African continent remains most vulnerable to climate change

05Feb 2019
Editor
Dar es Salaam
The Guardian
African continent remains most vulnerable to climate change

France is aiming to tackle climate change in Africa—and it wants China to help.Last year, China was the biggest producer of greenhouse gas, with its production estimates ranging from 23 per cent to 26.8 per cent of global greenhouse gas emissions. Meanwhile, the entire continent of Africa produced

just 3.8 per cent to global emissions.

During his visit to China, French president Emmanuel Macron said both countries should collaborate to address climate-action while working on development projects in Africa.

CHANCES are improving of the world coming closer to implement the Paris Accords on climate change globally, especially with regard to meeting set targets for reducing the production – and releasing to the ozone layer – of noxious carbon dioxide, methane and similar gases. The crucial problem has usually been the part that the United |States is supposed to play, as most countries tend to leverage their own contributions to noxious gases and climate change responsibility burden on the US. China for instance says it is a developing country and its economy is still developing in per capita terms, while in terms of individual countries it is second largest polluter.

 

Whether or not recent catastrophic events in the Caribbean and the United States have had a bearing in US decision making is one thing, but it is a fact that a shift in position has been noticed, where the US is seeking minimal or substantial concessions to go along with the Paris Accords on climate change. President Donald Trump was elected on a scorecard of withdrawal of the US from climate change processes, as naysayers in the US believe that global warming is hocus pocus. It is an age old difference between philosophies of stability where cycles of minor spikes or dips are possible (in world temperatures) and an intuition of change in a broader sense.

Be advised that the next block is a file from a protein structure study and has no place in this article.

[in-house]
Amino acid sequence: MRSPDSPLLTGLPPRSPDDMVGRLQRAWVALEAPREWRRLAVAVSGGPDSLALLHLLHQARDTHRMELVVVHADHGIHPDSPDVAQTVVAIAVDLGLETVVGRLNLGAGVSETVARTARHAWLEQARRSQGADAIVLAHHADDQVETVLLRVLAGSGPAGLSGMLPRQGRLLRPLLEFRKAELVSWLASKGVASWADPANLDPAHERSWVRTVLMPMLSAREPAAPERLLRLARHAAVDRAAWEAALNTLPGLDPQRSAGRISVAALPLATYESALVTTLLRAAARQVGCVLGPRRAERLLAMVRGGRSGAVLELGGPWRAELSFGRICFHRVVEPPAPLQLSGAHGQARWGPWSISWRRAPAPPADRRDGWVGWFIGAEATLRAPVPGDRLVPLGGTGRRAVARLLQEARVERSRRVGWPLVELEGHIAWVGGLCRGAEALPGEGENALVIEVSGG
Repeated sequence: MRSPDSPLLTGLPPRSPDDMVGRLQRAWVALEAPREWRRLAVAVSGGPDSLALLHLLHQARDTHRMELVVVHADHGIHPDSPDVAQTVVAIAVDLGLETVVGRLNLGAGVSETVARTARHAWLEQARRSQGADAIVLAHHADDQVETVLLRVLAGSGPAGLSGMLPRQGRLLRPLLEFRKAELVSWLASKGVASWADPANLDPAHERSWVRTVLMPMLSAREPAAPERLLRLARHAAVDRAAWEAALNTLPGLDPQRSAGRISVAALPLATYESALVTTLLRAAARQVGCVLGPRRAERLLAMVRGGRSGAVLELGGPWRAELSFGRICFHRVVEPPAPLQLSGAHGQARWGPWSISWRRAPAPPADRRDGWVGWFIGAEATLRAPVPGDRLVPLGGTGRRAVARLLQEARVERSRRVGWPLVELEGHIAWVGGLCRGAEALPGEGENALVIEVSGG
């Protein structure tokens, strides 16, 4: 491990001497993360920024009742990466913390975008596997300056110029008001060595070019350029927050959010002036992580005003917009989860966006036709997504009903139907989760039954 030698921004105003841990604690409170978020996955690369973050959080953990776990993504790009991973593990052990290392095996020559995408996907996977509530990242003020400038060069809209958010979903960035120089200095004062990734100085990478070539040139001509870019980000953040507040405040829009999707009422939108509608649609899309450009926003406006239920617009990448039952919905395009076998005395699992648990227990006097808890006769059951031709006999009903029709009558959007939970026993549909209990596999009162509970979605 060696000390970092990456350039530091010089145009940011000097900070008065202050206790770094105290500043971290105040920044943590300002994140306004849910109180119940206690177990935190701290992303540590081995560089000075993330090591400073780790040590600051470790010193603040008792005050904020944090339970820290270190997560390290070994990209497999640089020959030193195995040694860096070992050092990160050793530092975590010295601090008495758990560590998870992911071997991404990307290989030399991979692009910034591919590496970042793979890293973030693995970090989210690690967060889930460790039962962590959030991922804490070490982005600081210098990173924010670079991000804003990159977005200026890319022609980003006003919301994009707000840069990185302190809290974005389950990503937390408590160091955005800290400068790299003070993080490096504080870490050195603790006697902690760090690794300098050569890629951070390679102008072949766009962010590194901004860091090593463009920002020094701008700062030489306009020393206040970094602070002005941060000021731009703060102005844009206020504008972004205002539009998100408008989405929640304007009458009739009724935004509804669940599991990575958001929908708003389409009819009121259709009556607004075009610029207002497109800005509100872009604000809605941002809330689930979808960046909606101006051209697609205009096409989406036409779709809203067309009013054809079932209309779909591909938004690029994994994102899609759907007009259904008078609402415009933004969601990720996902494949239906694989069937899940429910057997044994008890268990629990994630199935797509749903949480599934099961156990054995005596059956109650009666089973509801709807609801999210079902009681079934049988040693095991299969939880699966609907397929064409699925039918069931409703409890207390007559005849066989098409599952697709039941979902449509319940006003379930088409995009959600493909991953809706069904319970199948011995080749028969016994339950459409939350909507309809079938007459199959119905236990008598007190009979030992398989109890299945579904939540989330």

In relation to US and global debates, we have usually been involved in genetic modification issues as it directly affects what we do, with the same variations of sentiment being noticed in climate science, but not on the same parameters. Activists change places, as those who advocate genetic modification (change of species, destruction of traditional varieties) become the movers or activists for change, while those who espouse climate change become rank conservatives in relation to genetic modification. They espouse stability and natural variation, defending regional distribution of species instead of invading all agricultural lands with genetically made varieties.

 

There is an area where activists in Europe and America as well as in our countries have similar positions, namely in climate change, that the debate narrows gown to limiting the production of noxious gases, which in our case becomes synonymous with holding back on the use of coal as a source of energy. It would also be appropriate to diminish the pace of using natural gas in factory or domestic energy needs and instead go for renewable like hydropower, wind power and solar power. On account of poor demand structure and intense layout needs before a renewable energy source is operational, reliance on existing means shall continue, with renewable on slow spread.

 

Still there is a sphere where Africa could easily become more proactive, if senior government officials and NGO activists abandoned their habit of seeing themselves as holders of the balance between US and China disputes in global energy policies or options, financing formulas, etc. It is more appropriate for us to design workable methods for instance in lieu with the World Bank and development banks, to change arid and semi-arid regions into vegetation by dam building and sprinkle irrigation. When such areas are placed in the hands of investors with medium range title to the lend, 33 years to 66 years, they could revegetate it and lease to developers for affordable rent to recover costs, meanwhile as they pay back the funds for their being invested in similar projects else where.If such programs are adopted all over Africa, in ten years time the Sahel belt shall have returned to ‘green pastures;’ more ambitious methods could be devised for the Sahara.

 

 

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